Before the 20th century, the "Mona Lisa" wasn't even the most popular painting in the Louvre. But in 1911 it was stolen, smuggled to Italy and exhibited widely before being returned to France, whereupon Marcel Duchamp defaced a reproduction of it and labeled his work with an obscene pun. The painting rocketed to fame, its pigments and brushstrokes unchanged. The "Mona Lisa" is the artistic equivalent of the investor who did nothing special until he got lucky a few years (or quarters) in a row and was fêted as a genius. Ecclesiastes told us that time and chance happeneth to all, but we easily forget.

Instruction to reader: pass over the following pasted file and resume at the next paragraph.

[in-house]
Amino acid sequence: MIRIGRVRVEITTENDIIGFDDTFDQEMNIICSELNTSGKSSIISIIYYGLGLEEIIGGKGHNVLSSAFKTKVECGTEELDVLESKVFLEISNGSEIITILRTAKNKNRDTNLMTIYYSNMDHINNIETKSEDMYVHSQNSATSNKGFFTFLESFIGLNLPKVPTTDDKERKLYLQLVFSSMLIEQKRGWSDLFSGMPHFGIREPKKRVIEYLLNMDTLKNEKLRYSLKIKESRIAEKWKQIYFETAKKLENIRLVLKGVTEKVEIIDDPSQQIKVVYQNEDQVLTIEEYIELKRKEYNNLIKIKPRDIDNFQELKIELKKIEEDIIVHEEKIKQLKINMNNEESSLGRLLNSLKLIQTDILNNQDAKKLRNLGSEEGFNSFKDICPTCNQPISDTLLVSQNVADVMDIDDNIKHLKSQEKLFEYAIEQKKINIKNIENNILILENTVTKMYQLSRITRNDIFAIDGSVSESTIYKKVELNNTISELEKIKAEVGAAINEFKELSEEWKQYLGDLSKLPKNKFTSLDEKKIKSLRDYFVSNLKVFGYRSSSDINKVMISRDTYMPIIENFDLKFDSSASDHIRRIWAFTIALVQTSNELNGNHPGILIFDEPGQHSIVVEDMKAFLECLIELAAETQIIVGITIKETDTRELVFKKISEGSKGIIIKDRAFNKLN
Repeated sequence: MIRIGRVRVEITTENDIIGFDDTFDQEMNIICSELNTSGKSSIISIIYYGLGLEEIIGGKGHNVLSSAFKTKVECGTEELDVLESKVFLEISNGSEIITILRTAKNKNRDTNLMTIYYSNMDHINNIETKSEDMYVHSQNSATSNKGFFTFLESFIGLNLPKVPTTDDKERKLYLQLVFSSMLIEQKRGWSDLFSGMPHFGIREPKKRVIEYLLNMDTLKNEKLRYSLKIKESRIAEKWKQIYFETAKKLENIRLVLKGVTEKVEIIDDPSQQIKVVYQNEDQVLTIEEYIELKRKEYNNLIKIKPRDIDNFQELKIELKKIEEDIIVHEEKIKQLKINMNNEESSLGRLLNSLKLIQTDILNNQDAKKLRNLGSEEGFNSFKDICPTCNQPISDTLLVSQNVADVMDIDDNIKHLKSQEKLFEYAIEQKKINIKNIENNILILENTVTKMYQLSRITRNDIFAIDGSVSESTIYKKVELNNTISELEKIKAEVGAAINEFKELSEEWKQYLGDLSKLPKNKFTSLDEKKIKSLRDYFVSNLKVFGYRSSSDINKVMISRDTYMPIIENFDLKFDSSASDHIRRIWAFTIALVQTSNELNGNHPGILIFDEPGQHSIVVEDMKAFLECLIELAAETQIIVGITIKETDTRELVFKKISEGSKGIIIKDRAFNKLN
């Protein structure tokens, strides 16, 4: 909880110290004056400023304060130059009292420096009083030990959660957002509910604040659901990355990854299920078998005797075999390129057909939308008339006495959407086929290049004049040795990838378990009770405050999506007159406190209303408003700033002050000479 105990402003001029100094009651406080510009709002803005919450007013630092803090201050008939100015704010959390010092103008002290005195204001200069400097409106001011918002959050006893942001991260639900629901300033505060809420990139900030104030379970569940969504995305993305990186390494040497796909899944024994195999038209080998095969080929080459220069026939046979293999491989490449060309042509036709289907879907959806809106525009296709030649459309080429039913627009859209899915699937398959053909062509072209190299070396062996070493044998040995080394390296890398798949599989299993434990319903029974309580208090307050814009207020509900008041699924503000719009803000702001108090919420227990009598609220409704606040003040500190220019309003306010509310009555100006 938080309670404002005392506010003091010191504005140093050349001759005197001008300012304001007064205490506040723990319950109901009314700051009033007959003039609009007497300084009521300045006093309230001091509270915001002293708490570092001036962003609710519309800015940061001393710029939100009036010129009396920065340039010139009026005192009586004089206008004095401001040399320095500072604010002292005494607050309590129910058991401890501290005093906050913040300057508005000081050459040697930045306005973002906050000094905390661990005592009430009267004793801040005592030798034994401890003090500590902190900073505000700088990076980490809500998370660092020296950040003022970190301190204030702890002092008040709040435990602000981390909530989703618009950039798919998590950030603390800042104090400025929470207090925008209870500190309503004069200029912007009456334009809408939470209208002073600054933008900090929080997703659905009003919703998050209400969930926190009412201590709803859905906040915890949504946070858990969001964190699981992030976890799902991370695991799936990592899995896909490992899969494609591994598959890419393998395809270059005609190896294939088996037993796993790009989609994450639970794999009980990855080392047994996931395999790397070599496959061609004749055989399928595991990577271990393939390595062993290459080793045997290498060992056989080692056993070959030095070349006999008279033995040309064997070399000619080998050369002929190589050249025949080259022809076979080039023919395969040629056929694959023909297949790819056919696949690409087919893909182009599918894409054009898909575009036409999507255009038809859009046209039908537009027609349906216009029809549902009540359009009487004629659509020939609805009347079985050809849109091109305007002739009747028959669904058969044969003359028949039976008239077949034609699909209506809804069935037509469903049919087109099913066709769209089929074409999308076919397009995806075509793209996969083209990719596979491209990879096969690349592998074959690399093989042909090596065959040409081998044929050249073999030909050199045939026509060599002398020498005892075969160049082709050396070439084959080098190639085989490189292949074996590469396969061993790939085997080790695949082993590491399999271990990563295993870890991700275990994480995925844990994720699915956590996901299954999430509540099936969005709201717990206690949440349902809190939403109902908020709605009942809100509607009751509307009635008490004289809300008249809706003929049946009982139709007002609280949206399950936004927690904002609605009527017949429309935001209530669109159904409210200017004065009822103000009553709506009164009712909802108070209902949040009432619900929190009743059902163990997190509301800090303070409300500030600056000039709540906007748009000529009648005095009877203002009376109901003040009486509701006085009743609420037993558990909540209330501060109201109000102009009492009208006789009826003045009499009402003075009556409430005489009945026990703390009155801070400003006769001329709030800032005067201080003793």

--Christopher Chabris, WSJ, on the vagaries of taste and fame